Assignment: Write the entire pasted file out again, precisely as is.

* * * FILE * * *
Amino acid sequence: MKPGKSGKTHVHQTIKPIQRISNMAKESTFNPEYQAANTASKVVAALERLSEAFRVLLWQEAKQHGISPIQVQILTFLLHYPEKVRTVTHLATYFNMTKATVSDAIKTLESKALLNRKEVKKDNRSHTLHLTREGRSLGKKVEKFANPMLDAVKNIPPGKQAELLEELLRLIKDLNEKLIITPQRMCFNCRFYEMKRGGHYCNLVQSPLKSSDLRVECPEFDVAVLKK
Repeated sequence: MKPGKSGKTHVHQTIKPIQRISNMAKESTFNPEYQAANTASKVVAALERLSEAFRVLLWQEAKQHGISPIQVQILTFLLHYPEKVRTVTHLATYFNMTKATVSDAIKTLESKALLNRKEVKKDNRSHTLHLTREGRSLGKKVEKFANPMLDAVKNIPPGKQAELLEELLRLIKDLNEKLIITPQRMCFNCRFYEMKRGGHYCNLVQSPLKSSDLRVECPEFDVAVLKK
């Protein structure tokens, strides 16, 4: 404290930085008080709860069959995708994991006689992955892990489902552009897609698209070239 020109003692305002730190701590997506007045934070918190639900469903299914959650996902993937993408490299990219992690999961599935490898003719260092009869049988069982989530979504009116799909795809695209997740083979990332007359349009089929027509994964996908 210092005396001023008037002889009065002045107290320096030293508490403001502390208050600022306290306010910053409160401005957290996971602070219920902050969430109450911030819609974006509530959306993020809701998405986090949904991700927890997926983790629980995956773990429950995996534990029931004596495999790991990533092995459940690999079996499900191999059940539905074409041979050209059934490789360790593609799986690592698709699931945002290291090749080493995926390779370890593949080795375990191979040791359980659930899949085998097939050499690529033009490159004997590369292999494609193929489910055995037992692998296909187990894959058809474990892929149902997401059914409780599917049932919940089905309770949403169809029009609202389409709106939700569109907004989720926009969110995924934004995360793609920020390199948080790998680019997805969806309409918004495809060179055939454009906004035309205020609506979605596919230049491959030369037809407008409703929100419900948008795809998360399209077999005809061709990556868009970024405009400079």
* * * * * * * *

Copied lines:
Amino acid sequence: MKPGKSGKTHVHQTIKPIQRISNMAKESTFNPEYQAANTASKVVAALERLSEAFRVLLWQEAKQHGISPIQVQILTFLLHYPEKVRTVTHLATYFNMTKATVSDAIKTLESKALLNRKEVKKDNRSHTLHLTREGRSLGKKVEKFANPMLDAVKNIPPGKQAELLEELLRLIKDLNEKLIITPQRMCFNCRFYEMKRGGHYCNLVQSPLKSSDLRVECPEFDVAVLKK
Repeated sequence: MKPGKSGKTHVHQTIKPIQRISNMAKESTFNPEYQAANTASKVVAALERLSEAFRVLLWQEAKQHGISPIQVQILTFLLHYPEKVRTVTHLATYFNMTKATVSDAIKTLESKALLNRKEVKKDNRSHTLHLTREGRSLGKKVEKFANPMLDAVKNIPPGKQAELLEELLRLIKDLNEKLIITPQRMCFNCRFYEMKRGGHYCNLVQSPLKSSDLRVECPEFDVAVLKK
């Protein structure tokens, strides 16, 4: 404290930085008080709860069959995708994991006689992955892990489902552009897609698209070239 020109003692305002730190701590997506007045934070918190639900469903299914959650996902993937993408490299990219992690999961599935490898003719260092009869049988069982989530979504009116799909795809695209997740083979990332007359349009089929027509994964996908 210092005396001023008037002889009065002045107290320096030293508490403001502390208050600022306290306010910053409160401005957290996971602070219920902050969430109450911030819609974006509530959306993020809701998405986090949904991700927890997926983790629980995956773990429950995996534990029931004596495999790991990533092995459940690999079996499900191999059940539905074409041979050209059934490789360790593609799986690592698709699931945002290291090749080493995926390779370890593949080795375990191979040791359980659930899949085998097939050499690529033009490159004997590369292999494609193929489910055995037992692998296909187990894959058809474990892929149902997401059914409780599917049932919940089905309770949403169809029009609202389409709106939700569109907004989720926009969110995924934004995360793609920020390199948080790998680019997805969806309409918004495809060179055939454009906004035309205020609506979605596919230049491959030369037809407008409703929100419900948008795809998360399209077999005809061709990556868009970024405009400079």